When we started working on the house renovation right after we moved in, we went under the assumption that all the rooms would basically stay with their original use. Then one day Noel asked me how hard it would be to swap the kitchen and dining room, because frankly our dining room is so ridiculously oversized that it was getting hard to figure out how to furnish it, while the kitchen is small and dark (perfect for a dining room). And suddenly the whole first floor fell into shape, with a long series of rooms opening into one another and finally into the back yard.

A chance discussion with a neighbor about wanting fruit trees led to the discovery of high-intensity orchards, and completely changed the design for the garden.

A series of fun evenings hanging out with the neighbors in the middle of the street led to the design of a front patio for us to sit in and enjoy living in such a great neighborhood, and the addition of a rose hedge for scent and separation from the sidewalk.

A pleasant afternoon spent sitting on the retaining wall in my backyard in SLO made me redesign the dog pond to have a wall that was high and wide enough to act as a bench.

Another pleasant afternoon sitting out on the side porch with a friend led to the decision to turn it into a little conservatory for enjoying sunlight on cold days, with a nice view to the street and side garden.

The misfortune of copious water in the basement sump gave us the ability to irrigate more than would ordinarily be possible in this climate, leading to a much more lush garden plan and also the need to design in a space for a water tank.

Visits to botanical gardens, friends' houses, furniture stores, and just plain leafing through magazines has helped clarify design elements and bring into focus what we need to do to get each room together.

All of this is a gift from time. If you give your house or garden time to tell you what it should be, the rewards will be far greater than having the perfect garden RIGHT NOW, or the entirely renovated house TODAY. Let the house and the landscape evolve around you, form them slowly, and they will not only save you some money (though not, honestly, very much), but they will be far better than whatever you could come up with today. In school we call this "four-dimensional design": designing with time in mind. That fourth dimension makes the overall result fuller and rounder.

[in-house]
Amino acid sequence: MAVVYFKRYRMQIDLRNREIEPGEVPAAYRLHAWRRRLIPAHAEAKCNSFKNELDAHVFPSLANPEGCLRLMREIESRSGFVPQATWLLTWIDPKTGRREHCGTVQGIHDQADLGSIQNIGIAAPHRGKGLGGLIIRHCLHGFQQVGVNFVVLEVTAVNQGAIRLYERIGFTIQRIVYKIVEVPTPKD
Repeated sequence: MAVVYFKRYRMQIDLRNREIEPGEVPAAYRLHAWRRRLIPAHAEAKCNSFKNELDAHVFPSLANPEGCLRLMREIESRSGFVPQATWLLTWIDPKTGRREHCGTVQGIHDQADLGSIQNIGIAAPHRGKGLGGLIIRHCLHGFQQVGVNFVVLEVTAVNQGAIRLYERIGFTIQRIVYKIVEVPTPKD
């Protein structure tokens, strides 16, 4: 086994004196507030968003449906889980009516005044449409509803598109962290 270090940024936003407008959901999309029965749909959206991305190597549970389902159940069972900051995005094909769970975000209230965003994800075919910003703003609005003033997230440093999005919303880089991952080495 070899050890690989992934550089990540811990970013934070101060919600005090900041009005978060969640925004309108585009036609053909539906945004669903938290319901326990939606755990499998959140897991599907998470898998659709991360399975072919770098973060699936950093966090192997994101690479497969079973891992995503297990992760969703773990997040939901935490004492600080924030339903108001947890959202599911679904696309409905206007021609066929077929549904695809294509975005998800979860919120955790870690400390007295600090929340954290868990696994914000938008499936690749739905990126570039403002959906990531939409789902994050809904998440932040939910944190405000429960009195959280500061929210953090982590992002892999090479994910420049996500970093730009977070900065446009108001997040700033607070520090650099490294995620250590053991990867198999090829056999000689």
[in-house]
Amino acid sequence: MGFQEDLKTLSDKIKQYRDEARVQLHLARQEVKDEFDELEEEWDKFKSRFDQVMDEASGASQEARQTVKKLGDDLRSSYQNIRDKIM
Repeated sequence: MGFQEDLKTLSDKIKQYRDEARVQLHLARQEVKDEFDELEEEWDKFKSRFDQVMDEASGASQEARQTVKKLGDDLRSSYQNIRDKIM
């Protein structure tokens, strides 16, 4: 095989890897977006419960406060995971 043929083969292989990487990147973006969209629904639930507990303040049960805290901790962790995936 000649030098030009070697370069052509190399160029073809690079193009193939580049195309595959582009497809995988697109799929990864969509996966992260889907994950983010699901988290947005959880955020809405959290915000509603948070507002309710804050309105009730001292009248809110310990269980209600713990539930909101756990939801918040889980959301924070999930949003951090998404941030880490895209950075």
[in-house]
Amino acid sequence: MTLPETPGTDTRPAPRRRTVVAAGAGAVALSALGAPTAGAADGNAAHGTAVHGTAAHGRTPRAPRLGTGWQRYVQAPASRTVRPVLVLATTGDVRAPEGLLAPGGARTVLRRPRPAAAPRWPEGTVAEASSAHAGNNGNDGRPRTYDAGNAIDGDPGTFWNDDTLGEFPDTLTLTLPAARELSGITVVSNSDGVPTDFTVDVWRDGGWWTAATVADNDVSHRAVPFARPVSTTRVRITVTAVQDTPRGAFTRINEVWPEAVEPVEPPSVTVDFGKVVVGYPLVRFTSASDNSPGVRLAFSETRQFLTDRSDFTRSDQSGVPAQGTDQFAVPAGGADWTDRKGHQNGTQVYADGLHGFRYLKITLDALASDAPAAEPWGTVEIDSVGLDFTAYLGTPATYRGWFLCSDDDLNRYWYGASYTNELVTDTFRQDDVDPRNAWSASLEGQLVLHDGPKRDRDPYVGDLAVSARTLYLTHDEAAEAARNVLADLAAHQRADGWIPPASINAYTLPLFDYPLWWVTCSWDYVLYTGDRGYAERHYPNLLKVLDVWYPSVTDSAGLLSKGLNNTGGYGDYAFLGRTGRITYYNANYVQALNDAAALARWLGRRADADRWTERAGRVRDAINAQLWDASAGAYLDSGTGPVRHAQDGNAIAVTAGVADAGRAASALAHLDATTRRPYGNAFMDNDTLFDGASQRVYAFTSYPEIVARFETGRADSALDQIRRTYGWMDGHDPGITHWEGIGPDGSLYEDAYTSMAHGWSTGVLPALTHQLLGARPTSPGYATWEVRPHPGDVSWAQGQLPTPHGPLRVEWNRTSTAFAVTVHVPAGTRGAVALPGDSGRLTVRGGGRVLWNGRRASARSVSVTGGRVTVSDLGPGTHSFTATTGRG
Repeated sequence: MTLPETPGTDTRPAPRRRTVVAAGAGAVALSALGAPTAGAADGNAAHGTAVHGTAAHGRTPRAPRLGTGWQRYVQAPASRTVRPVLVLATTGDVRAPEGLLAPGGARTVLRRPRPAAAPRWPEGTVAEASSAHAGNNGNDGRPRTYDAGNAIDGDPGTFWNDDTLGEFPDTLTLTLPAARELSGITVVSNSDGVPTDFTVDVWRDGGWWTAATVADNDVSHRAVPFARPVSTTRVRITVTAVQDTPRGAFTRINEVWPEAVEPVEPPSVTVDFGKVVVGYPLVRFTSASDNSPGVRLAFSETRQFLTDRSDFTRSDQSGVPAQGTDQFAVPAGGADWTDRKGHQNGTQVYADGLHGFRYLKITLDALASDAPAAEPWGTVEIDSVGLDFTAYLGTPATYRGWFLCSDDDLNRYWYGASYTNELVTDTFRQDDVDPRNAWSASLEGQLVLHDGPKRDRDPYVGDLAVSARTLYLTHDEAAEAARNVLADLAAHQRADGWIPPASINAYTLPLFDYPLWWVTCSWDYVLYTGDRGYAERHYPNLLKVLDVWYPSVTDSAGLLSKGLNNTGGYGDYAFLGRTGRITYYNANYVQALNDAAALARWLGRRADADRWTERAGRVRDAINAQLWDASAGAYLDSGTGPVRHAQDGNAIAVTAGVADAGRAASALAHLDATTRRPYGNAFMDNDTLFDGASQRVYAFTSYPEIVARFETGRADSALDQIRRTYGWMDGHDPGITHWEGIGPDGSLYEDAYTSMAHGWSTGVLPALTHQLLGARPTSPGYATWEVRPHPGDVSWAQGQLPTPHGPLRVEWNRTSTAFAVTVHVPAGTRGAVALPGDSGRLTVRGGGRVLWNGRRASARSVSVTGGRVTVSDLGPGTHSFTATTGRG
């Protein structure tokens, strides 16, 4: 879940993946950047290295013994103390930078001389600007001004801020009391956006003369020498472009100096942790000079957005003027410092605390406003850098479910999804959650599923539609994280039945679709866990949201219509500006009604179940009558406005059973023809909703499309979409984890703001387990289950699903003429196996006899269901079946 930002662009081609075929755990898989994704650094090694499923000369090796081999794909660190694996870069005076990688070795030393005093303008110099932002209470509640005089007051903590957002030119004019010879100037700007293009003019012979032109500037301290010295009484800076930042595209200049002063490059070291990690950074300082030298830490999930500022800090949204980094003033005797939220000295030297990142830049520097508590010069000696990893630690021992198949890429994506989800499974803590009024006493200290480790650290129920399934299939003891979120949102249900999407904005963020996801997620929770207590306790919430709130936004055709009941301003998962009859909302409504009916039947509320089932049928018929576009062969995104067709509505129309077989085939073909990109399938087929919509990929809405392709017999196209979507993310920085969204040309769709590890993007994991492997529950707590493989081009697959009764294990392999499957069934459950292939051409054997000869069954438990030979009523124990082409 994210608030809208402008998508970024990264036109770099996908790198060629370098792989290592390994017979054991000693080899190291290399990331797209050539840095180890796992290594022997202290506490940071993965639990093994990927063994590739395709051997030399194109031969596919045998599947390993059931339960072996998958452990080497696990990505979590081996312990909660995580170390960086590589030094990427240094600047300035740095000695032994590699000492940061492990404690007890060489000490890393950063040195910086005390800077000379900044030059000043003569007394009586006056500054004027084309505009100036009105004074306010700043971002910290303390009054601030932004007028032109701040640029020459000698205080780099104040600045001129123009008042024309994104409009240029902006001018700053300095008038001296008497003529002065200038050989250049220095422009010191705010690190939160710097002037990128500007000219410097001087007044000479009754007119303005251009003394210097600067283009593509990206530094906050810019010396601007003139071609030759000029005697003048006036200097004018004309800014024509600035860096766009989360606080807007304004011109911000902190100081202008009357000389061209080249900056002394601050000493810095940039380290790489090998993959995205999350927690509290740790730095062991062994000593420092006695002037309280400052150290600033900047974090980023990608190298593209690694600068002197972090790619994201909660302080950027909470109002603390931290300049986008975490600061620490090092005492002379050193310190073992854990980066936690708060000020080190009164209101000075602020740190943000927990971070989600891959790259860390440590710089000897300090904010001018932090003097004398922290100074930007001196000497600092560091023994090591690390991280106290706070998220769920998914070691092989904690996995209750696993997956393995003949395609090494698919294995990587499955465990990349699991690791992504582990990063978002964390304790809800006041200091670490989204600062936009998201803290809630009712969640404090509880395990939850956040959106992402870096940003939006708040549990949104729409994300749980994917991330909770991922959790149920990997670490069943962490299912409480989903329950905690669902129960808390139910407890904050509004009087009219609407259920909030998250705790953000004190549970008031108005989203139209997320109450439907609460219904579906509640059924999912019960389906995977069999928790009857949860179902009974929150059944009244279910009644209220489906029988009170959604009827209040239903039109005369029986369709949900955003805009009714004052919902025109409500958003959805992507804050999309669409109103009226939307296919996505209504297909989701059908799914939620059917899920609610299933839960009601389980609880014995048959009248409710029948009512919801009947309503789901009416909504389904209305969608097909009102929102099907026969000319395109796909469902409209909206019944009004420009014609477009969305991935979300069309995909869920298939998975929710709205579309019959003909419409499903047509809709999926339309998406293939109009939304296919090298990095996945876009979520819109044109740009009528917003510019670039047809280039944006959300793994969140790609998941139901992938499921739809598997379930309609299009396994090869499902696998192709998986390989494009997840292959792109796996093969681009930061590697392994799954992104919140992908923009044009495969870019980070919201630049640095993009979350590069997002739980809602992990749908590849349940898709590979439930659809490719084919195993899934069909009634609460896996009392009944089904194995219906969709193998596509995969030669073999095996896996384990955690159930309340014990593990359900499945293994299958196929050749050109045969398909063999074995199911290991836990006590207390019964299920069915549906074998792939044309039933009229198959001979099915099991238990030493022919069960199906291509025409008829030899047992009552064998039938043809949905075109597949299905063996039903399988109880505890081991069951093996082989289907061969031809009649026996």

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posted by ayse on 05/05/06

1 Comments

I like your philosophy. It suits us too since we don't have the cash to do everything at once either. I agree that time and thought and planning can make the house better and more unique than it would have been otherwise.

We planned our kitchen for a few years before we did it and we are doing the same thing with the backyard- doing some things ourselves until we go all out and change the configuration of the yard/patio etc... It makes it alot less stressful making decisions when you can take your time. When we have the money, we know what we want and are ready to go.

And I agree with interviewing contractors too and taking time there if possible. Nice post!

Note: We're getting pummeled with spam comments, so I've turned off the ability to use any HTML or include any links for the time being. Email with any issues.